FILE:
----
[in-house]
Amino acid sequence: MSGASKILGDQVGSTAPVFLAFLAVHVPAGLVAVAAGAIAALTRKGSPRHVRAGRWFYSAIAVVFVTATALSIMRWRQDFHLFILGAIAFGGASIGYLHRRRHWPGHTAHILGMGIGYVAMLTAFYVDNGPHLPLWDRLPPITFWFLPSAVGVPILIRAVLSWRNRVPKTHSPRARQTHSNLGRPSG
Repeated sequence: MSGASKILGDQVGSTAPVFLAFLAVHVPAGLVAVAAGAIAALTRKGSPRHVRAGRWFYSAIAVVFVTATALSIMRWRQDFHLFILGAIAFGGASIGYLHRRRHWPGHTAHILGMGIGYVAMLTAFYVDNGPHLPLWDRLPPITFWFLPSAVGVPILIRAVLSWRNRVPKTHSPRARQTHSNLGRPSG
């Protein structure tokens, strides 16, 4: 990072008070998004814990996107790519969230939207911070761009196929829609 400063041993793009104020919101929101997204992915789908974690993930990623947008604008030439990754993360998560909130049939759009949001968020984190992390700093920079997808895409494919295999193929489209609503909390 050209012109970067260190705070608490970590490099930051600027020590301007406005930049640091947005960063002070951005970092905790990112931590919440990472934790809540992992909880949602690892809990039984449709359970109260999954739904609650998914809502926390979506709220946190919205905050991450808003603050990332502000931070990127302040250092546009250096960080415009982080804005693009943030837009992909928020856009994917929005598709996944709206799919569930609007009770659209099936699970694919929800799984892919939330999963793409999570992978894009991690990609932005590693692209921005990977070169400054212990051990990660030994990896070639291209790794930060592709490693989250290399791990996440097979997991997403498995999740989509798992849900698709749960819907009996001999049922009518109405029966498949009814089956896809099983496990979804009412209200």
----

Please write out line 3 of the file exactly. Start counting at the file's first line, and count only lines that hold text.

Repeated sequence: MSGASKILGDQVGSTAPVFLAFLAVHVPAGLVAVAAGAIAALTRKGSPRHVRAGRWFYSAIAVVFVTATALSIMRWRQDFHLFILGAIAFGGASIGYLHRRRHWPGHTAHILGMGIGYVAMLTAFYVDNGPHLPLWDRLPPITFWFLPSAVGVPILIRAVLSWRNRVPKTHSPRARQTHSNLGRPSG